Only 84 per cent of Republicans have confidence in his abilities as President, compared with 94 per cent of Democrats who trusted Obama and 95 per cent of Republicans who had faith in Bush.

The poll’s sample included 1,028 adults and had a margin of error of +/- 4 per cent.

Republicans retain control of US Senate.

The Republicans have kept control of the Senate, with several races still to be decided.

 

Senator Pat Toomey’s narrow victory over Democrat Katie McGinty, in Pennsylvania, pushed the party over the line.

 

It means the Republicans will continue to have control of both Houses of Congress.

 

Republican Donald Trump has also edged closer to winning the White House with a series of shocking wins in battleground states such as Florida and Ohio on Tuesday.

 

If Donald Trump wins the White House, the party will have a clean sweep, making it easier for them to pass legislation.

Democrats gain one U.S. Senate seat so far, as Republicans hold House.

Majority control of the U.S. Senate was up for grabs in Tuesday’s election, with 27 out of 34 results called by major TV networks, including one pickup by the Democrats in Illinois.

A handful of extremely tight Senate races remained too close to call, while the networks declared that Republicans, as expected, retained their majority in the House of Representatives.

The outcomes in both chambers will help determine how hard it will be for either Democrat Hillary Clinton or Republican Donald Trump to get things done as president.

The following are facts on the stakes and races to watch:

U.S. Senate, 100 seats.

Senators serve six-year terms. A third of the Senate is up for re-election every two years. Procedural rules in the Senate mean 60 votes are needed to advance major initiatives.

Republicans entered the election with 54 seats, led by Kentucky’s Mitch McConnell, versus the Democrats’ 44 seats and two independent seats. The Democrats’ leader in the next Senate is expected to be New York’s Chuck Schumer.

The Republicans this year were defending 24 seats; the Democrats, 10.

U.S. House, 435 seats

Members of the House serve two-year terms and all are up for re-election every two years.

To advance most bills in the House, 218 votes or more are needed. Republicans went into the elections holding 246 seats to the Democrats’ 186. There were three vacancies.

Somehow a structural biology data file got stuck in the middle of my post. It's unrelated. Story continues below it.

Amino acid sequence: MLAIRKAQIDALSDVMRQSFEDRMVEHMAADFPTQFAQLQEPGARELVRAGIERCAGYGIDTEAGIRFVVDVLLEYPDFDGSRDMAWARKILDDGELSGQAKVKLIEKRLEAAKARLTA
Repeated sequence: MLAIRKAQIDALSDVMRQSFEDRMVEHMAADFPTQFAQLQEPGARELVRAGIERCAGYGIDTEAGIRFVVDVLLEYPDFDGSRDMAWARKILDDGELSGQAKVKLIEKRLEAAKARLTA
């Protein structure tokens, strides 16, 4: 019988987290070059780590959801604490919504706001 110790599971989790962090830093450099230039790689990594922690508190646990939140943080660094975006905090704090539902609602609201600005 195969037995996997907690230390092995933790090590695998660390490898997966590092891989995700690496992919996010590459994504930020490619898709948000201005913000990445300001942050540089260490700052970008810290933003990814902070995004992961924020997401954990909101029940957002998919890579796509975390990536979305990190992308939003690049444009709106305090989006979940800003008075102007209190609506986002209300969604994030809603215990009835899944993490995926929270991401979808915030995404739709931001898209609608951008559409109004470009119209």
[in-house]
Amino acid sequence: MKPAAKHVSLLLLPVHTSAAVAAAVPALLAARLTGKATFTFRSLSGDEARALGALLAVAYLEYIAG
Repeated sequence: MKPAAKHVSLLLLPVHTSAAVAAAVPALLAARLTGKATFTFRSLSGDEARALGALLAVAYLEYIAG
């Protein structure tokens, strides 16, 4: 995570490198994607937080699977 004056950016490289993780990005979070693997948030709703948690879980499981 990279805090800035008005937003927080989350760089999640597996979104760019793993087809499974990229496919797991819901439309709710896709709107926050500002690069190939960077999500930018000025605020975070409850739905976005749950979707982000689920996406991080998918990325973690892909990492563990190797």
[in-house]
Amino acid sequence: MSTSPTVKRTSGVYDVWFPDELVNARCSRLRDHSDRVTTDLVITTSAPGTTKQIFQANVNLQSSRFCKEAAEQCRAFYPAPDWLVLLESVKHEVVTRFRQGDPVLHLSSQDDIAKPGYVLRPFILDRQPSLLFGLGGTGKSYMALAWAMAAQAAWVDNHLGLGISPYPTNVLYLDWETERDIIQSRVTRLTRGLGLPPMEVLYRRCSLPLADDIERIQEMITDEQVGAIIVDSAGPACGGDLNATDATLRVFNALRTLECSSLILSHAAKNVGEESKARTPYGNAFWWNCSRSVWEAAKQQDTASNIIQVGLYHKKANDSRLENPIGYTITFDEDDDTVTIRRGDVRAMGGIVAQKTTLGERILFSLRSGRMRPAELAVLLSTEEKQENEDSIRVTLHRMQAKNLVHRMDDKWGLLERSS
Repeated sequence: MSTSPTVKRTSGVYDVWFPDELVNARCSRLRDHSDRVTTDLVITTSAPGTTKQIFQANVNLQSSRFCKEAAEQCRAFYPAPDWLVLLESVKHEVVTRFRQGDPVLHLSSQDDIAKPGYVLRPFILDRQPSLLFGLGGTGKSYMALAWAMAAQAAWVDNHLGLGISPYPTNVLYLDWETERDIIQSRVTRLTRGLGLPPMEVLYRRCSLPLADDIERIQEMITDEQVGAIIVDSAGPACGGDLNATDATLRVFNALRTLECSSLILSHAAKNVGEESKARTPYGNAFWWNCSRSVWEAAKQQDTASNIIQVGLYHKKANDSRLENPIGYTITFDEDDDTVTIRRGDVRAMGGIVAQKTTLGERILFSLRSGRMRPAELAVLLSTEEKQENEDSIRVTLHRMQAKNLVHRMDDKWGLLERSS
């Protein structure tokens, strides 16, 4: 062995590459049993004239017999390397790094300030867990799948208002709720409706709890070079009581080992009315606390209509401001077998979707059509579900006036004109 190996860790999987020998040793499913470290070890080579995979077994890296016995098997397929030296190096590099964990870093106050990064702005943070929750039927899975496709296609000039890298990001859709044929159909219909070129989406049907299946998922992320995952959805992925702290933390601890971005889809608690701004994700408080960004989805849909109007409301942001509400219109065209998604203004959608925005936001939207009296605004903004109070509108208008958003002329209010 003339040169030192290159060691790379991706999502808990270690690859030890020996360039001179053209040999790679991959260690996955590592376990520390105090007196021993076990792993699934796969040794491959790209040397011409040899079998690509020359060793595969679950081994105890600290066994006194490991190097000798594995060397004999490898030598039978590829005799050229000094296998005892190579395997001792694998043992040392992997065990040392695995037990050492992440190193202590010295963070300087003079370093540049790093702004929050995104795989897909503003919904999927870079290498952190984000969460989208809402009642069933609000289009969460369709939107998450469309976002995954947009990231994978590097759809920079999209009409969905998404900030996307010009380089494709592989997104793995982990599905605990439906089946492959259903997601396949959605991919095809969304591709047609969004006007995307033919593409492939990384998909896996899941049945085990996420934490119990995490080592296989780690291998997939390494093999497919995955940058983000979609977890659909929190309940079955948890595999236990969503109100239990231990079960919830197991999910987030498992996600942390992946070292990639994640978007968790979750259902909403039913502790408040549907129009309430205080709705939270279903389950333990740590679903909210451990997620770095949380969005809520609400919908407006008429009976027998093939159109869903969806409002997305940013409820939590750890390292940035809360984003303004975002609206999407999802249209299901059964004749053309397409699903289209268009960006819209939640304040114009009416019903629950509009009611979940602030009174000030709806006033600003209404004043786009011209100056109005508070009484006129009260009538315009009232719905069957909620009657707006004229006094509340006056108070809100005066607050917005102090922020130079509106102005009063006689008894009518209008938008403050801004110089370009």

The Republican leader is Speaker Paul Ryan of Wisconsin; the Democrats’ leader is Nancy Pelosi of California.

To win a majority, Democrats needed to gain 30 seats.

Senate races, with projected results where available:

Alabama – Senate Banking Committee Chairman Richard Shelby, as expected, won a sixth term, defeating Democrat Ron Crumpton.

Arizona – Veteran Republican Senator John McCain, 80, defeated Democratic U.S. Representative Ann Kirkpatrick, 66.

Arkansas – Republican Senator John Boozman beat Democrat Conner Eldridge.

California – State Attorney General Kamala Harris, a Democrat, won the seat held by retiring Democratic Senator Barbara Boxer. Harris defeated fellow Democrat Loretta Sanchez.

Colorado – Democratic Senator Michael Bennet won a third term, turning back a challenge from Republican Darryl Glenn.

Connecticut – Democratic Senator Richard Blumenthal won a second term, defeating Republican Dan Carter.

Florida – Incumbent Republican Marco Rubio, the failed presidential contender, defeated Democratic Representative Patrick Murphy.

Georgia – Republican Senator Johnny Isakson won his race against Democrat Jim Barksdale.

Idaho: Republican Senator Mike Crapo defeated Democrat Jerry Sturgill.

Indiana – Democrat Evan Bayh, 60, failed in his bid to recapture his Senate seat, defeated by Republican Representative Todd Young, 44.

Illinois – Democratic Representative Tammy Duckworth unseated Republican Senator Mark Kirk. Duckworth, 48, is a double-amputee Iraq War veteran. Kirk, 57, suffered a stroke that sidelined him for much of 2012.

Iowa – Republican Senate Judiciary Committee Chairman Chuck Grassley, 83, won a seventh term, defeating Democrat Patty Judge.

Kansas – Republican Senator Jerry Moran won a second term, defeating Democrat Patrick Wiesner.

Kentucky – Republican Senator Rand Paul won a second term against Democrat Jim Gray. Paul unsuccessfully ran for president earlier this year.

Louisiana – Republican Senator David Vitter is retiring, opening the door to a crowd of would-be successors. Two dozen candidates from both parties are on Tuesday’s ballot. If no candidate gets at least 50 percent of the vote, a runoff election between the top two will be held on Dec. 10.

Maryland – Democratic Representative Chris Van Hollen will replace retiring Senator Barbara Mikulski. Van Hollen defeated Republican Kathy Szeliga.

Missouri – Republican Senator Roy Blunt, 66, faces a stiff challenge from Democrat Jason Kander, 35, a veteran of the Afghanistan war who is now Missouri’s secretary of state.